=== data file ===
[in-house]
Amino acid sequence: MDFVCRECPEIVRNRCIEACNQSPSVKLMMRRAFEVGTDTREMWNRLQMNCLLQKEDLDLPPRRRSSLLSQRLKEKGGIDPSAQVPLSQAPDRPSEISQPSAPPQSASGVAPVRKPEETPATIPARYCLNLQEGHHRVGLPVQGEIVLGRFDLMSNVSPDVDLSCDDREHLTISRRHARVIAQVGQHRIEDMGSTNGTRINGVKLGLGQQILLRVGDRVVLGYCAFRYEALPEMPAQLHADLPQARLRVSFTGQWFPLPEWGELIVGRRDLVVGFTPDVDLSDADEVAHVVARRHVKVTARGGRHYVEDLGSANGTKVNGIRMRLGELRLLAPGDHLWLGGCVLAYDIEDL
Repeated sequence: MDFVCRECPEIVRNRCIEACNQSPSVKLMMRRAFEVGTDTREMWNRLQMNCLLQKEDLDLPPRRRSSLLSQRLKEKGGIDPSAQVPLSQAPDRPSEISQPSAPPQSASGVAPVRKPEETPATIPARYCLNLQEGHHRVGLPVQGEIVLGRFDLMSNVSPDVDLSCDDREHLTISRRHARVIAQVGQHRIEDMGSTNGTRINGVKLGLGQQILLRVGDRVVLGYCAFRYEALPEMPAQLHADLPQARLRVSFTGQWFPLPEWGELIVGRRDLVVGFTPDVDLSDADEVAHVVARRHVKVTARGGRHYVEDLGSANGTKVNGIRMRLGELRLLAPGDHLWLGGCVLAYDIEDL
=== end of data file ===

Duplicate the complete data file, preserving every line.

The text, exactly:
[in-house]
Amino acid sequence: MDFVCRECPEIVRNRCIEACNQSPSVKLMMRRAFEVGTDTREMWNRLQMNCLLQKEDLDLPPRRRSSLLSQRLKEKGGIDPSAQVPLSQAPDRPSEISQPSAPPQSASGVAPVRKPEETPATIPARYCLNLQEGHHRVGLPVQGEIVLGRFDLMSNVSPDVDLSCDDREHLTISRRHARVIAQVGQHRIEDMGSTNGTRINGVKLGLGQQILLRVGDRVVLGYCAFRYEALPEMPAQLHADLPQARLRVSFTGQWFPLPEWGELIVGRRDLVVGFTPDVDLSDADEVAHVVARRHVKVTARGGRHYVEDLGSANGTKVNGIRMRLGELRLLAPGDHLWLGGCVLAYDIEDL
Repeated sequence: MDFVCRECPEIVRNRCIEACNQSPSVKLMMRRAFEVGTDTREMWNRLQMNCLLQKEDLDLPPRRRSSLLSQRLKEKGGIDPSAQVPLSQAPDRPSEISQPSAPPQSASGVAPVRKPEETPATIPARYCLNLQEGHHRVGLPVQGEIVLGRFDLMSNVSPDVDLSCDDREHLTISRRHARVIAQVGQHRIEDMGSTNGTRINGVKLGLGQQILLRVGDRVVLGYCAFRYEALPEMPAQLHADLPQARLRVSFTGQWFPLPEWGELIVGRRDLVVGFTPDVDLSDADEVAHVVARRHVKVTARGGRHYVEDLGSANGTKVNGIRMRLGELRLLAPGDHLWLGGCVLAYDIEDL